With the spring classics in full swing and my two favourite races of the year only a few weeks away, it seems like the perfect time to reflect upon our very own piece of Flanders in Shropshire.

Nestled in the heart of Shropshire between Canyton and Beckbury, this most innocuous 2.5km stretch of badly surfaced concrete road has something special about it. It’s that intangible property which transforms otherwise ordinary roads into something so much more.

It can be ridden either way, but for me it has to be in the direction ridden on ‘The Toothpaste’, Shropshire’s tribute to the greatest one day race of them all, The Hell of the North, Paris-Roubaix.

Ignore the sat-nav error signs as you turn off the main road, and as you pass the small cottages on your right, you’d be right to ask what all the fuss is about. But as the fields open out, the landscape is transformed. Wide open, and seemingly always windy; you really could be in Flanders. It’s not difficult to imagine the road being lined with spectators and campervans, as the pro peloton thunders past.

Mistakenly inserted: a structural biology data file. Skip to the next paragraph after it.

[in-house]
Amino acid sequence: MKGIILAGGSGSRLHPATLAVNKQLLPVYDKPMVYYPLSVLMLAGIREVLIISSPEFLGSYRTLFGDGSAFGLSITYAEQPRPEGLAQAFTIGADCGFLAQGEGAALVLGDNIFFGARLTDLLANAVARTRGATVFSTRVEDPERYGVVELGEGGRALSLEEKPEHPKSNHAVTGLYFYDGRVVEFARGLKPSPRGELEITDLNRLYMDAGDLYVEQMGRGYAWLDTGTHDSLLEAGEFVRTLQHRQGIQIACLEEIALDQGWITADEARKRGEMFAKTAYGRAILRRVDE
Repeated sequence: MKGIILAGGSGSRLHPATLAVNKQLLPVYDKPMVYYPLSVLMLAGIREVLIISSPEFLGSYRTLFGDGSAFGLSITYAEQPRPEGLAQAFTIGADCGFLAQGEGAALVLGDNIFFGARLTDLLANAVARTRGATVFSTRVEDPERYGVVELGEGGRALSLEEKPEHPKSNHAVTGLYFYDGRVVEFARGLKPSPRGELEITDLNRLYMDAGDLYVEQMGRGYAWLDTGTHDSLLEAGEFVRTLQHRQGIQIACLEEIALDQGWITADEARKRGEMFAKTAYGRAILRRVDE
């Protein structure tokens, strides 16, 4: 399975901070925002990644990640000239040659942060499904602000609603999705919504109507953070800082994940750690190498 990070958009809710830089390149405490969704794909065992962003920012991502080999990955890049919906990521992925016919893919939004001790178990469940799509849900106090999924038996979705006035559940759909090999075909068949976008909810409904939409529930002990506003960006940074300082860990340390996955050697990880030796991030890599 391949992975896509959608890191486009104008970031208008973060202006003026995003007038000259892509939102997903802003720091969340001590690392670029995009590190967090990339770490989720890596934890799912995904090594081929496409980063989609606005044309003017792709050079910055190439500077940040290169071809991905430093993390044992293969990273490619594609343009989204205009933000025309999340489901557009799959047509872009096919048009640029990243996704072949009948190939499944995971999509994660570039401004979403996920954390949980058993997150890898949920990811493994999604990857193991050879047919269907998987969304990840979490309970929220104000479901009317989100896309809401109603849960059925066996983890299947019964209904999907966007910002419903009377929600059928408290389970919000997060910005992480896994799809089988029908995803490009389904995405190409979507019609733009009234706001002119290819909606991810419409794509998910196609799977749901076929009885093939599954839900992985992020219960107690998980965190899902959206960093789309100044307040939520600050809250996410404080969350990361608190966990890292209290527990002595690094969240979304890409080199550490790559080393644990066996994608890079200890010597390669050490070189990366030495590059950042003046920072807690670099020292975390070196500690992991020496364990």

Ninety degree left and right turns do their best to upset any momentum you’ve managed to gather, and the potholed surface means you need your wits about you at all times. As you crest the gentle brow it’s now a drag race all the way to the end. The farm buildings pass in a blur, and with gradient finally in your favour, speed builds almost effortlessly.

All too soon it’s over, and the right hander back onto the road bring you back to earth with a bang. Suddenly normal tarmac seems ever so slightly dull. Every time I turn off the Belgian Road I make a promise not to leave it so long next time.

If you’ve never ridden this beauty before, do it, and I just hope you enjoy it half as much as I do.

Vive la Velo

Friday, 11 November 2016

In Praise of Winter


Barely a couple of hours after I’d drafted this blog, and as if to prove a point, our regular Tuesday evening ride  endured one of the wettest rides for a long time.

As the saying goes, #Rule9 all the way…..


Every year’s the same, and yet it never gets any easier. This year it feels like a switch has been flicked, and after a mild October, the clocks going back have co-incided with plummeting temperatures. Winter is well and truly upon us.